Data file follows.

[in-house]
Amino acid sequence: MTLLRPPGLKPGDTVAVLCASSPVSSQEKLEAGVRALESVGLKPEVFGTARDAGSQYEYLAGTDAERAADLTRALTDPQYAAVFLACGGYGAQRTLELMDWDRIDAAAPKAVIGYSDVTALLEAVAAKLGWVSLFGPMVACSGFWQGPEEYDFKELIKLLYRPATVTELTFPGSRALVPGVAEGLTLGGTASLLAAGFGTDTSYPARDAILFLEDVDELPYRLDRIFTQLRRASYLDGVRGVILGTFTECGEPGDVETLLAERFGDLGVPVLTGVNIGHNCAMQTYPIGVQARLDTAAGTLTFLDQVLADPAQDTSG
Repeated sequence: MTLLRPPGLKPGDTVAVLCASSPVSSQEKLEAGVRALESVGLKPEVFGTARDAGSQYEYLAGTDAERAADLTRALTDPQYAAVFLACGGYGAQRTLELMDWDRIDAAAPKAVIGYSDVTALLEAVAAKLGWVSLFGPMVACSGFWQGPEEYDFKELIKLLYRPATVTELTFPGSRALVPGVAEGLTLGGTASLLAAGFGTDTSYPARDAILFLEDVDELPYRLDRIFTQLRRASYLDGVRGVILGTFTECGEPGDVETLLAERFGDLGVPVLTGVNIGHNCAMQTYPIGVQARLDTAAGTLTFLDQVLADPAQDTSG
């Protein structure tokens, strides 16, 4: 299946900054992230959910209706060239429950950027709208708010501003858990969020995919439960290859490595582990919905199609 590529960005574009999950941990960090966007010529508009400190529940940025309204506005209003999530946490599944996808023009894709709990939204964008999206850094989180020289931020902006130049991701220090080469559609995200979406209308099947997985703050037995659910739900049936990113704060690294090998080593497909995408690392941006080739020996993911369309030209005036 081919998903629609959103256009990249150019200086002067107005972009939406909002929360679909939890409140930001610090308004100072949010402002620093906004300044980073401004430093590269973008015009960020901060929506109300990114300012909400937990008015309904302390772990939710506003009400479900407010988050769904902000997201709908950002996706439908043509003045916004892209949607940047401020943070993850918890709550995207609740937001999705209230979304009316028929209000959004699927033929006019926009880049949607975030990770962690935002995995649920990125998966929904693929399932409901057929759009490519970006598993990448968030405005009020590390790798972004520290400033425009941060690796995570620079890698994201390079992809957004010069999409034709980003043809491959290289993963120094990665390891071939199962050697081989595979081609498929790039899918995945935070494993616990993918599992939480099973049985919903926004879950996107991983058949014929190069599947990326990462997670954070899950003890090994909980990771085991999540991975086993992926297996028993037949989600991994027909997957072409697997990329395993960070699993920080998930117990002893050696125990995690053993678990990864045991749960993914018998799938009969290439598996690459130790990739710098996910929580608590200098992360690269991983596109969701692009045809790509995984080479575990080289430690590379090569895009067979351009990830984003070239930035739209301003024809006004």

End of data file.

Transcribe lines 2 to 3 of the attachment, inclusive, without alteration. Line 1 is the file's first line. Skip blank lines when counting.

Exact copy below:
Amino acid sequence: MTLLRPPGLKPGDTVAVLCASSPVSSQEKLEAGVRALESVGLKPEVFGTARDAGSQYEYLAGTDAERAADLTRALTDPQYAAVFLACGGYGAQRTLELMDWDRIDAAAPKAVIGYSDVTALLEAVAAKLGWVSLFGPMVACSGFWQGPEEYDFKELIKLLYRPATVTELTFPGSRALVPGVAEGLTLGGTASLLAAGFGTDTSYPARDAILFLEDVDELPYRLDRIFTQLRRASYLDGVRGVILGTFTECGEPGDVETLLAERFGDLGVPVLTGVNIGHNCAMQTYPIGVQARLDTAAGTLTFLDQVLADPAQDTSG
Repeated sequence: MTLLRPPGLKPGDTVAVLCASSPVSSQEKLEAGVRALESVGLKPEVFGTARDAGSQYEYLAGTDAERAADLTRALTDPQYAAVFLACGGYGAQRTLELMDWDRIDAAAPKAVIGYSDVTALLEAVAAKLGWVSLFGPMVACSGFWQGPEEYDFKELIKLLYRPATVTELTFPGSRALVPGVAEGLTLGGTASLLAAGFGTDTSYPARDAILFLEDVDELPYRLDRIFTQLRRASYLDGVRGVILGTFTECGEPGDVETLLAERFGDLGVPVLTGVNIGHNCAMQTYPIGVQARLDTAAGTLTFLDQVLADPAQDTSG